Tax rates change all the time, too.

So let’s simply and arbitrarily assume:

Here’s how their money compounds over 20 years:

Year Freddie
(no tax)
































































(Note: You can also envisage this by comparing annual returns of 7.5% and 10% using a compound interest calculator [11]).

Paying taxes on gains every year makes a stunning difference:

Christine has an enormous 58% more money than Freddie. That’s entirely due to her prudence in sheltering her portfolio from tax.

Even if Christine’s returns were taxed in the end – maybe if you were modelling pensions not ISAs – and at the same rate as Freddie, she’s still ahead.

A 25% tax charge on Christine’s £57,275 investment gain takes her final pot down to £52,956.

By deferring her taxes and keeping her capital unmolested to grow until Year 20, she’s left with very nearly 20% more money in her pot than Freddie.

Tax-efficient investment in practice

This theoretical example isn’t over-burdened with realism.

In reality, returns from investment – and hence whether and how you’re taxed – won’t be smooth.

Most investors will invest far more than £10,000 over their lifetimes. So capital gains tax and dividend tax will become more of an issue as portfolios grow [12].

An investor’s personal tax profile will also change over time. Not least due to investment gains and dividends if they invest large amounts of money outside of tax-efficient investment shelters! But also because they’ll probably earn an increasing income at work [13].

Most salary earners who are canny enough to start investing in their 20s will end up as higher-rate taxpayers. And tax rates than might seem trivial as a basic-rate payer, such as dividend tax, ramp up with your salary.

Gimme shelter

So don’t get obsessed about the details above. Again, everyone’s exact tax profile and financial journey will be different.

Instead focus on the takeaways:

Pensions are more tax-efficient investment wrappers than ISAs

The core tax benefits of ISAs and pensions are theoretically the same [21]. But pensions do have a few perks that make them slightly more attractive from a tax perspective – crucially the tax-free lump sum, and for higher-earners the likelihood of paying a lower tax rate in retirement – at the cost of restrictions on accessing your money.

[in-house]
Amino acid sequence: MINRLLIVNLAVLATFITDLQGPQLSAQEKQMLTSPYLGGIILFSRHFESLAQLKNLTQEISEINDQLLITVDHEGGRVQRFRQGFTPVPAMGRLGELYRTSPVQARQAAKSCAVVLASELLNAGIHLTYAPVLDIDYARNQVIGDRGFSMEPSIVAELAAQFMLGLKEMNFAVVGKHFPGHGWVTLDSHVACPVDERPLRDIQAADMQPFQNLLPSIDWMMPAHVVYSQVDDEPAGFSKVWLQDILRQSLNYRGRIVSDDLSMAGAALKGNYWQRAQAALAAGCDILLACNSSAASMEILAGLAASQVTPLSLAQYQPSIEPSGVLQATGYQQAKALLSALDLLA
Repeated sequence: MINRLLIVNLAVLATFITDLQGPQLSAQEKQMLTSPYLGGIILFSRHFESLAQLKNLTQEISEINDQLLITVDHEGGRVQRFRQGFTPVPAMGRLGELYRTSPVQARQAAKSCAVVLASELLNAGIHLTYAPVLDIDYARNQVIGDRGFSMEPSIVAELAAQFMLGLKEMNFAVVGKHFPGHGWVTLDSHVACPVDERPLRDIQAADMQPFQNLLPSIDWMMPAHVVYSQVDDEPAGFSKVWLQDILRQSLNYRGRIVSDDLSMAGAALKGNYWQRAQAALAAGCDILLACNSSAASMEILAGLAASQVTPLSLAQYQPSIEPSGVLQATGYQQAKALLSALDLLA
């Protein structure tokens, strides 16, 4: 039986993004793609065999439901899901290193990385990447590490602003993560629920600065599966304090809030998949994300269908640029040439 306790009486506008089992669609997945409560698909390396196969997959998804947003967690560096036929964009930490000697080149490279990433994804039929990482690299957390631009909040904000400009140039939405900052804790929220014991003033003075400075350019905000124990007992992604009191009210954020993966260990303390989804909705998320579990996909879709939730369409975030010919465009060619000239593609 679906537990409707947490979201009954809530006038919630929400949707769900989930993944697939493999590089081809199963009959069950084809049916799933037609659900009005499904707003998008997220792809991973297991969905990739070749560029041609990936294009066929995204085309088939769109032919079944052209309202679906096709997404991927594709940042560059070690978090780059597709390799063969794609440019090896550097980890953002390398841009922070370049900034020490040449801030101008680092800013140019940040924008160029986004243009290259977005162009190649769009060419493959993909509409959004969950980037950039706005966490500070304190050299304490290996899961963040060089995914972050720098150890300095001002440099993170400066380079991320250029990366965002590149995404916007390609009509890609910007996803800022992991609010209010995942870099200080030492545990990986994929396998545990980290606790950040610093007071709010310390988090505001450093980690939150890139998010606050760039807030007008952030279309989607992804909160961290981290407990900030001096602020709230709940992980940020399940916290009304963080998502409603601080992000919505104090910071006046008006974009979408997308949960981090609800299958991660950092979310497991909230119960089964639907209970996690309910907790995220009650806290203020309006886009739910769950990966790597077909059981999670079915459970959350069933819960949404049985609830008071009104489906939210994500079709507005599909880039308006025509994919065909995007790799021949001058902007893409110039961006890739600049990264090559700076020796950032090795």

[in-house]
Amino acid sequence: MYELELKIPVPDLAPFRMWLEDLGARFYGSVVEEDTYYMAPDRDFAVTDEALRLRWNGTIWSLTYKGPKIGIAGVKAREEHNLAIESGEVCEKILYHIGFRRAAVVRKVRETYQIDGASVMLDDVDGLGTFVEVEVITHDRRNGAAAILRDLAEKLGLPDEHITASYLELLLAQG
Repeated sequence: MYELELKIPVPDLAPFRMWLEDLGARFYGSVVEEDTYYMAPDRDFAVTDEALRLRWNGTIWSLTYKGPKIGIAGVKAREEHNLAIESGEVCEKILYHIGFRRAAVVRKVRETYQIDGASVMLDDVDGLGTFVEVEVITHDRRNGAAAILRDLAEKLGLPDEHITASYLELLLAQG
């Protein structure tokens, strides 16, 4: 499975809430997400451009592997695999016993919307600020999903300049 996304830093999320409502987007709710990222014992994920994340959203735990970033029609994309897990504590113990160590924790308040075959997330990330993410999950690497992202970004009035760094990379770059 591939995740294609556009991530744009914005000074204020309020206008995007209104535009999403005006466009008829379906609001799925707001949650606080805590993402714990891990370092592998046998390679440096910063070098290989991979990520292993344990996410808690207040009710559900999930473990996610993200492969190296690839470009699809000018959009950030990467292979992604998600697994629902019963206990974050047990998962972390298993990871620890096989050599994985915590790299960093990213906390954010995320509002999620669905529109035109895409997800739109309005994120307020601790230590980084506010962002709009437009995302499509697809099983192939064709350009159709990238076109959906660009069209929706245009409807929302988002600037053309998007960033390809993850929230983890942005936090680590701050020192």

For my part, I use a mix of ISAs and pensions. But I’ve begun to favour the latter with new money as I’ve inched closer to the age when you can access a private pension, and also as the old pension constraints were loosened [22].

A tax-efficient investment strategy is not too taxing

Hopefully you think this is all perfectly obvious and you already use ISAs and pensions yourself.

Subscribe [23] to Monevator if you’ve not yet done so. You clearly belong here!

However I do sometimes still hear people saying they don’t need a tax shelter – often flagging small initial sums or extra admin hassle as justification.

This is wrong-headed. If you’re going to be a successful investor, you need a tax-efficient investment strategy from day one. It will benefit you many decades down the line!

Note: I’ve updated this article from 2012 to reflect our shining modernity in 2024. But the reader comments on Monevator have been retained, and may reflect out-of-date tax law. Check the comment dates if you’re confused.